Distant spires

Michael Strutt, Distant Spires (2)

Michael Strutt is a clock restorer, a bell ringer (at Gosberton) and a photographer. He use Blipfoto, which has the distinction of allowing photographers to add only one photo a day, taken on the day it is shared. The resulting photo diaries allow the viewer to imagine the connections. They highlight how sequencing images – putting one after another, making a beginning, middle and end – nourishes our natural instinct to compose stories.

With Michael’s permission, here are two of his images of churches, which he captioned ‘Distant Spires’. Although I see steeples all the time, as I drive across the fenland, I’ve found it hard to capture the feel of them with the camera. There is a visual paradox at play here. Last night, coming home from Wrangle, I noticed again how much taller the Boston Stump seems from a distance than it does when you get closer. So it’s a pleasure to be able to share these fine photographs.

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Michael Strutt, Distant Spires (1)

Ancient presences

These four heads hold up the roof of Cowbit church, above the altar. They are probably the oldest carved stones in the building and they didn’t start out where they are now, though they were always made to support a roof, probably for a church built in the 1100s. They are crudely made – at least in comparison with the skillful carving you can see at, say, Pinchbeck – but they are full of life. Their wild, untamed faces, seem either threatening or fearful.

They speak of an older world, far more insecure than ours, where suffering and death could strike from a blue sky, without understandable cause and therefore without the possibility of mitigation. In such times, the church’s protection must have seemed a vital defence against the randomness of life.

These heads belong in Cowbit church. As sculptures in a white-walled museum, surrounded by unrelated treasures, they would be prisoners of an alien culture. It’s good to see them where they have always been, rooted in the place they were made, their eyes meeting the descendants of those who made them.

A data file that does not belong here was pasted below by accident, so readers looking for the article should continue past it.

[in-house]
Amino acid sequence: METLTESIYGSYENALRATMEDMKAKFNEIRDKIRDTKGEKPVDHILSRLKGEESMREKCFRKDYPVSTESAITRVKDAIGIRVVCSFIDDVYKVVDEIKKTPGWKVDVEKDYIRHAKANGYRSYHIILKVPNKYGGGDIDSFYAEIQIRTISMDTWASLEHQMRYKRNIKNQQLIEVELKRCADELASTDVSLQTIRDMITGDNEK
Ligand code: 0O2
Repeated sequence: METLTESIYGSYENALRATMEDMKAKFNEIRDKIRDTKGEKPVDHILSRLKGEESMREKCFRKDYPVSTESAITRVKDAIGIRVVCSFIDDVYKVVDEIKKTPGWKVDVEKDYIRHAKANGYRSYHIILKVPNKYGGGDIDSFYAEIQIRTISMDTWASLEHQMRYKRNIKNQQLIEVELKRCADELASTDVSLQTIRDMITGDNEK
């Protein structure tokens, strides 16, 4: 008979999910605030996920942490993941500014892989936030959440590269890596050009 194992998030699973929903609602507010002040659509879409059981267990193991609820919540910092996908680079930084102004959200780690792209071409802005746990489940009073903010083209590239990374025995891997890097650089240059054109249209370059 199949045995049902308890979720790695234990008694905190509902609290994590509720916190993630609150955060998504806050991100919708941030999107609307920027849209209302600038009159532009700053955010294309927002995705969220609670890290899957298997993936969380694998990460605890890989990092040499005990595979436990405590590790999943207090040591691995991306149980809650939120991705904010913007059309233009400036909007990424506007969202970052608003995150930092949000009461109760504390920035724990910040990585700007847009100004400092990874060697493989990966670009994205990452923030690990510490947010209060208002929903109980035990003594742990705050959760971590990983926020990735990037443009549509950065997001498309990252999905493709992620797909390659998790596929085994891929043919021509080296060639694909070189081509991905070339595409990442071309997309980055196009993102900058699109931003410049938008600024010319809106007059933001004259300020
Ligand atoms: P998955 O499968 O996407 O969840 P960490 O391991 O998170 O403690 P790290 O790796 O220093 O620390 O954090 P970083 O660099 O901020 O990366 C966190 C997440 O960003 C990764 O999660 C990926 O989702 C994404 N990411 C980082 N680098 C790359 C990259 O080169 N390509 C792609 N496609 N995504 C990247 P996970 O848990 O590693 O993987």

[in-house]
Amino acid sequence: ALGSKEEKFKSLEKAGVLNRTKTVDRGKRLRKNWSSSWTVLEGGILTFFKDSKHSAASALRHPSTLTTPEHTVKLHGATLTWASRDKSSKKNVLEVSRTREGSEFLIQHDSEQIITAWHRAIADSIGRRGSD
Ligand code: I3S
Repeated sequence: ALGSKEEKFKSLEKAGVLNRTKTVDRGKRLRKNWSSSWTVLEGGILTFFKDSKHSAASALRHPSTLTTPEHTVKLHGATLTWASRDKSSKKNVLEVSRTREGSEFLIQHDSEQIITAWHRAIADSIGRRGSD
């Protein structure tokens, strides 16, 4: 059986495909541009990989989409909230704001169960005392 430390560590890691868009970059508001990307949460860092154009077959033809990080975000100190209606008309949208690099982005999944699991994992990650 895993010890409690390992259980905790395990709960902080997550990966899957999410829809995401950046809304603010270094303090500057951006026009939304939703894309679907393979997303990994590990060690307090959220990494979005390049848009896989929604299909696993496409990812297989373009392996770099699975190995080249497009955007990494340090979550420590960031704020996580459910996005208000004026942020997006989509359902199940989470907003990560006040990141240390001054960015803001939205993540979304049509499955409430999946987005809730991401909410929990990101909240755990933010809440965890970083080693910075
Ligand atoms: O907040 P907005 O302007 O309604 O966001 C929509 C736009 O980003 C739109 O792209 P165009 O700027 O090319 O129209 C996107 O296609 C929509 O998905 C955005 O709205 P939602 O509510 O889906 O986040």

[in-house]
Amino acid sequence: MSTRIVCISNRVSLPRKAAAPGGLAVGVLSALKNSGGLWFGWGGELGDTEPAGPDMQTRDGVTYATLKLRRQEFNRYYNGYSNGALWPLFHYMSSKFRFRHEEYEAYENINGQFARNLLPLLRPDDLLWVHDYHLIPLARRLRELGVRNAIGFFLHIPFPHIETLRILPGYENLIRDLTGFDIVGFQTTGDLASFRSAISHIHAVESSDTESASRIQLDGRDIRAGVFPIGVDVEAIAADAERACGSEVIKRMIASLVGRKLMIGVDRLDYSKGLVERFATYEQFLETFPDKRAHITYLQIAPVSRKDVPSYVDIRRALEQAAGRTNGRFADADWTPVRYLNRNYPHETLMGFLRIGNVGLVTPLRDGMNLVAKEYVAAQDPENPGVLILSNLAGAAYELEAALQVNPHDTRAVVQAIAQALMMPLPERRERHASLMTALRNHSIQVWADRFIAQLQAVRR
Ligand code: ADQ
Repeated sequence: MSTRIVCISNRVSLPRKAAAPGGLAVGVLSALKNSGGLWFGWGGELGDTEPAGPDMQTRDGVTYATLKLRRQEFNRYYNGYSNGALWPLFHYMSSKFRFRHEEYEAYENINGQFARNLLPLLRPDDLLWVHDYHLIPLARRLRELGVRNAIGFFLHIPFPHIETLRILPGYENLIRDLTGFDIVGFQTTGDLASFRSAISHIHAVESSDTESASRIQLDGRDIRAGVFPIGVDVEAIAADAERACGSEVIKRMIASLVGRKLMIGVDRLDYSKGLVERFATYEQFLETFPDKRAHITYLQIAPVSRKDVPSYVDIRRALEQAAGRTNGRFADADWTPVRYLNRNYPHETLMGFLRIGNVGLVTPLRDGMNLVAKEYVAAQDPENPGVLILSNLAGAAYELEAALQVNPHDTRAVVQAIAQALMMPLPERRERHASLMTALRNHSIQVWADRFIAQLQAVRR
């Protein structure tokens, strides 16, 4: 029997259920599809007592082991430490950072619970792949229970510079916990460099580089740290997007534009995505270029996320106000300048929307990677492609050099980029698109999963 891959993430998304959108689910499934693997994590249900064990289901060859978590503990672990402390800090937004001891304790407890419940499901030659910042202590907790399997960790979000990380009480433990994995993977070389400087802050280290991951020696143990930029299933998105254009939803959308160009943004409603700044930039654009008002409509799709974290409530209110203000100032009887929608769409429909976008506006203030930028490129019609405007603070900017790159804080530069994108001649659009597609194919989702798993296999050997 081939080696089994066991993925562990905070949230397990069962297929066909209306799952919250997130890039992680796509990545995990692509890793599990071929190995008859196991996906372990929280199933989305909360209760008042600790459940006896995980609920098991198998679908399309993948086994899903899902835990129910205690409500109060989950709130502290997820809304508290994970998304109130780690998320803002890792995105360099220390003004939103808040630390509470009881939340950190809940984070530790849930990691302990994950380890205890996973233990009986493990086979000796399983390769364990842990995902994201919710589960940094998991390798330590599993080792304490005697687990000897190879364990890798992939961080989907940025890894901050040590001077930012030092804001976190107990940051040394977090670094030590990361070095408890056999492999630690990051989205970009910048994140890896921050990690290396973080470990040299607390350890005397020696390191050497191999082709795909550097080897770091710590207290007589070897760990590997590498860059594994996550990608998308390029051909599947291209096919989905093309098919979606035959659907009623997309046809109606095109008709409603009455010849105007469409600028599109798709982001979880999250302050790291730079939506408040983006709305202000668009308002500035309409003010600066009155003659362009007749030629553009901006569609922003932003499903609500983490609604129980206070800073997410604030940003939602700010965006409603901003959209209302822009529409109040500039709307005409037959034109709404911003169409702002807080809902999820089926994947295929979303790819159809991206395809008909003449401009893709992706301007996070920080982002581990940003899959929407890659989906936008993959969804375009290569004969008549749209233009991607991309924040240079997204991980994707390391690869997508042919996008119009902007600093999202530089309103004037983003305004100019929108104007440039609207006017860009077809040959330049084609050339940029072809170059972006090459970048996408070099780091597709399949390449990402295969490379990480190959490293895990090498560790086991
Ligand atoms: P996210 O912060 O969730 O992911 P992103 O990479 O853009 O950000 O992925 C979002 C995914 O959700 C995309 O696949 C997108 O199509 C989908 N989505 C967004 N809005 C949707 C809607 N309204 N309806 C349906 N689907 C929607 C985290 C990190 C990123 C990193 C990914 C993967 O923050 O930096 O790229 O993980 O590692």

Flatter

tom-eckersely-Lincolnshire-poster

 

When Tom Eckersley made this design for British Railways in 1961, the great age of the railway poster was almost gone. For fifty years at least, some of the best artists of their day had been commissioned by the railway companies, London Transport, motoring organisations and others to produce work that perfectly combined form and function. The commercial interests of the commissioner was restrained by the cultural interests of the artist.

This poster simplifies Lincolnshire to fields, trees, sheep, church and sky. Above all, it reinforces the idea of flatness, though it makes it beautiful. And it does it with witty nods to current trends in painting: Piet Mondrian’s abstract grids and the flatness sought by Jasper Johns and Frank Stella. But even in this modernity, the ancient church remains the focal point, holding everything together.

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Contemporary art in churches

Altered

Most village churches are hundreds of years old, and they look it, ancient and old-fashioned. It’s easy to think of them as embodying stability in a changing world. So they do, because they have survived so much for so long – and yet they were once the height of fashion. They were built to the latest trends in contemporary art and architecture. Each new aisle or window or sculpture similarly reflect current tastes.

It can be hard to see that now for several reasons, which is one reason why it can be so exciting to encounter contemporary art in an ancient church. Altered is a partnership between the Diocese of Lincoln, arts NK and the University of Lincoln to commission artists to create new work in churches. The experience is well captured by this comment from the Dutch artist Pat van Boeckel, who created work last year: